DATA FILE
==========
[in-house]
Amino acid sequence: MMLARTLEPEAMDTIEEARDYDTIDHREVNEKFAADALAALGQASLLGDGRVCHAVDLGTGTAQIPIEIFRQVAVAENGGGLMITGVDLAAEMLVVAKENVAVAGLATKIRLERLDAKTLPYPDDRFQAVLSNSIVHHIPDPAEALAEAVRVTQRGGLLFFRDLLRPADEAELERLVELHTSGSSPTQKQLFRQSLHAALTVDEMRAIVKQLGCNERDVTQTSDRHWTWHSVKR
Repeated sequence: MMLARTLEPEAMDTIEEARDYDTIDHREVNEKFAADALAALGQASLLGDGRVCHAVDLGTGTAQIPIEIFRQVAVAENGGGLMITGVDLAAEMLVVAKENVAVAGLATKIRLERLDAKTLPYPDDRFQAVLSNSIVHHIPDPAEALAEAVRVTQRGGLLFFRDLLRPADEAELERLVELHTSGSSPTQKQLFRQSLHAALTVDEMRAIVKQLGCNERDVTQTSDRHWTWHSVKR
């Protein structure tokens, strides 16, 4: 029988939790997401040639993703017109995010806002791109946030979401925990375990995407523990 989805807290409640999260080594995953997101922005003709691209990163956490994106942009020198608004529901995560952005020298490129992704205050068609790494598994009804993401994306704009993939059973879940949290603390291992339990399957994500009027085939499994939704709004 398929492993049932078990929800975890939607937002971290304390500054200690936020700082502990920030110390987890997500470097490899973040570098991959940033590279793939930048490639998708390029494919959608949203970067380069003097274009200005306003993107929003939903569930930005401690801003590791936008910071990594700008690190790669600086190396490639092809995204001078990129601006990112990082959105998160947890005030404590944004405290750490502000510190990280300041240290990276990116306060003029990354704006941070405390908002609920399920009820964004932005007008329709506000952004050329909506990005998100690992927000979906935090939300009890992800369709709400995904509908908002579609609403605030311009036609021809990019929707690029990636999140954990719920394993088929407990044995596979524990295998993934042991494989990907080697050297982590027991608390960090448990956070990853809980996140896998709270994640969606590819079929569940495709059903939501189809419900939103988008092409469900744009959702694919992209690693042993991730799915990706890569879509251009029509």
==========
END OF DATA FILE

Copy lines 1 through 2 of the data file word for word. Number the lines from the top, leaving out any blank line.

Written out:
[in-house]
Amino acid sequence: MMLARTLEPEAMDTIEEARDYDTIDHREVNEKFAADALAALGQASLLGDGRVCHAVDLGTGTAQIPIEIFRQVAVAENGGGLMITGVDLAAEMLVVAKENVAVAGLATKIRLERLDAKTLPYPDDRFQAVLSNSIVHHIPDPAEALAEAVRVTQRGGLLFFRDLLRPADEAELERLVELHTSGSSPTQKQLFRQSLHAALTVDEMRAIVKQLGCNERDVTQTSDRHWTWHSVKR